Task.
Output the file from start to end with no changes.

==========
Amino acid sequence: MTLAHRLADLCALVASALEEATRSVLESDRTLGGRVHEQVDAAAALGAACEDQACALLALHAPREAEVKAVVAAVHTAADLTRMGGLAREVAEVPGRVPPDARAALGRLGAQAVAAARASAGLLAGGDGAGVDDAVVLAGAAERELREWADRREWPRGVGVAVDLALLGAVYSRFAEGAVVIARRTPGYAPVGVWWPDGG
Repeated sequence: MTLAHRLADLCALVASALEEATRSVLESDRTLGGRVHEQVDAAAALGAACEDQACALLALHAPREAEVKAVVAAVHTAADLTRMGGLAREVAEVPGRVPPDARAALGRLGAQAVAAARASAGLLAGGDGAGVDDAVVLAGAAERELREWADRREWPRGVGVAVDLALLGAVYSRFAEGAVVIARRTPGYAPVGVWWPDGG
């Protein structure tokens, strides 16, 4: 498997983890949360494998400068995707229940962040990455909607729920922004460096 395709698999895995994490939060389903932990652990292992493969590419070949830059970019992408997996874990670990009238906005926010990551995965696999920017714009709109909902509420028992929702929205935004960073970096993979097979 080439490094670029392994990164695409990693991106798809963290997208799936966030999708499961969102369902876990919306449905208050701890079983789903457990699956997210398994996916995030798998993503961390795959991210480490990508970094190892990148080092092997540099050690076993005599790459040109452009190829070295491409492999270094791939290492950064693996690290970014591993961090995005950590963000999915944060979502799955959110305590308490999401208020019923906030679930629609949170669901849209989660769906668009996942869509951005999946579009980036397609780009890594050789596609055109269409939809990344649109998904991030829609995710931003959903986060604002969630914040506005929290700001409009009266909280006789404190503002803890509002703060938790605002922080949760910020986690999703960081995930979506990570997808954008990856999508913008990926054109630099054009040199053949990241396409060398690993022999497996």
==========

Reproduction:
Amino acid sequence: MTLAHRLADLCALVASALEEATRSVLESDRTLGGRVHEQVDAAAALGAACEDQACALLALHAPREAEVKAVVAAVHTAADLTRMGGLAREVAEVPGRVPPDARAALGRLGAQAVAAARASAGLLAGGDGAGVDDAVVLAGAAERELREWADRREWPRGVGVAVDLALLGAVYSRFAEGAVVIARRTPGYAPVGVWWPDGG
Repeated sequence: MTLAHRLADLCALVASALEEATRSVLESDRTLGGRVHEQVDAAAALGAACEDQACALLALHAPREAEVKAVVAAVHTAADLTRMGGLAREVAEVPGRVPPDARAALGRLGAQAVAAARASAGLLAGGDGAGVDDAVVLAGAAERELREWADRREWPRGVGVAVDLALLGAVYSRFAEGAVVIARRTPGYAPVGVWWPDGG
């Protein structure tokens, strides 16, 4: 498997983890949360494998400068995707229940962040990455909607729920922004460096 395709698999895995994490939060389903932990652990292992493969590419070949830059970019992408997996874990670990009238906005926010990551995965696999920017714009709109909902509420028992929702929205935004960073970096993979097979 080439490094670029392994990164695409990693991106798809963290997208799936966030999708499961969102369902876990919306449905208050701890079983789903457990699956997210398994996916995030798998993503961390795959991210480490990508970094190892990148080092092997540099050690076993005599790459040109452009190829070295491409492999270094791939290492950064693996690290970014591993961090995005950590963000999915944060979502799955959110305590308490999401208020019923906030679930629609949170669901849209989660769906668009996942869509951005999946579009980036397609780009890594050789596609055109269409939809990344649109998904991030829609995710931003959903986060604002969630914040506005929290700001409009009266909280006789404190503002803890509002703060938790605002922080949760910020986690999703960081995930979506990570997808954008990856999508913008990926054109630099054009040199053949990241396409060398690993022999497996």